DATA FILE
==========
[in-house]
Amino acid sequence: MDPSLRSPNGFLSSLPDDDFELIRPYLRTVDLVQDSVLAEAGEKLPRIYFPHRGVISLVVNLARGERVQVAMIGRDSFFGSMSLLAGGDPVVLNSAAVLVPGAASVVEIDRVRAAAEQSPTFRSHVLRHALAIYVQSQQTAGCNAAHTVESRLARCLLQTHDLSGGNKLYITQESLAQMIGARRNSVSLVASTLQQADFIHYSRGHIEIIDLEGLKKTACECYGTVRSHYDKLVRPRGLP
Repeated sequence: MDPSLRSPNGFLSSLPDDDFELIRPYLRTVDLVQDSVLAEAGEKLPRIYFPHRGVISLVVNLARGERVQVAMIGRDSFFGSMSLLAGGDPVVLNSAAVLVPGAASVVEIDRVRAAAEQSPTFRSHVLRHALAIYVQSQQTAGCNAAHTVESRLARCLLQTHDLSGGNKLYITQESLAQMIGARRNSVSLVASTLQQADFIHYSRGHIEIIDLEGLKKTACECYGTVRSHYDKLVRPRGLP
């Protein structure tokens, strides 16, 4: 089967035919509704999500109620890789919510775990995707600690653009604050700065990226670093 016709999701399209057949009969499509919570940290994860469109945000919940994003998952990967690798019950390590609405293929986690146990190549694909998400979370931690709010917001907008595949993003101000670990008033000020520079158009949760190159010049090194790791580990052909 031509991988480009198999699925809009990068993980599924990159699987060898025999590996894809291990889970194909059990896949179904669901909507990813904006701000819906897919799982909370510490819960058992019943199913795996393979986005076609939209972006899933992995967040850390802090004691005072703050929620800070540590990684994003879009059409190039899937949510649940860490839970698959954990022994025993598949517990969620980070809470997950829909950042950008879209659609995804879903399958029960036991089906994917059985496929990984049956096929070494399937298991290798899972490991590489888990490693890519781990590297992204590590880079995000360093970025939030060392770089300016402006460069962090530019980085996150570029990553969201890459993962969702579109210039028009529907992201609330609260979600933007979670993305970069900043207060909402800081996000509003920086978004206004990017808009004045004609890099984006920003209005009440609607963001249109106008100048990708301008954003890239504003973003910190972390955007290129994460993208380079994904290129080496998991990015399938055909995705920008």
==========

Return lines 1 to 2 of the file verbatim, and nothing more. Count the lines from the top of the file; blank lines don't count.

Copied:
[in-house]
Amino acid sequence: MDPSLRSPNGFLSSLPDDDFELIRPYLRTVDLVQDSVLAEAGEKLPRIYFPHRGVISLVVNLARGERVQVAMIGRDSFFGSMSLLAGGDPVVLNSAAVLVPGAASVVEIDRVRAAAEQSPTFRSHVLRHALAIYVQSQQTAGCNAAHTVESRLARCLLQTHDLSGGNKLYITQESLAQMIGARRNSVSLVASTLQQADFIHYSRGHIEIIDLEGLKKTACECYGTVRSHYDKLVRPRGLP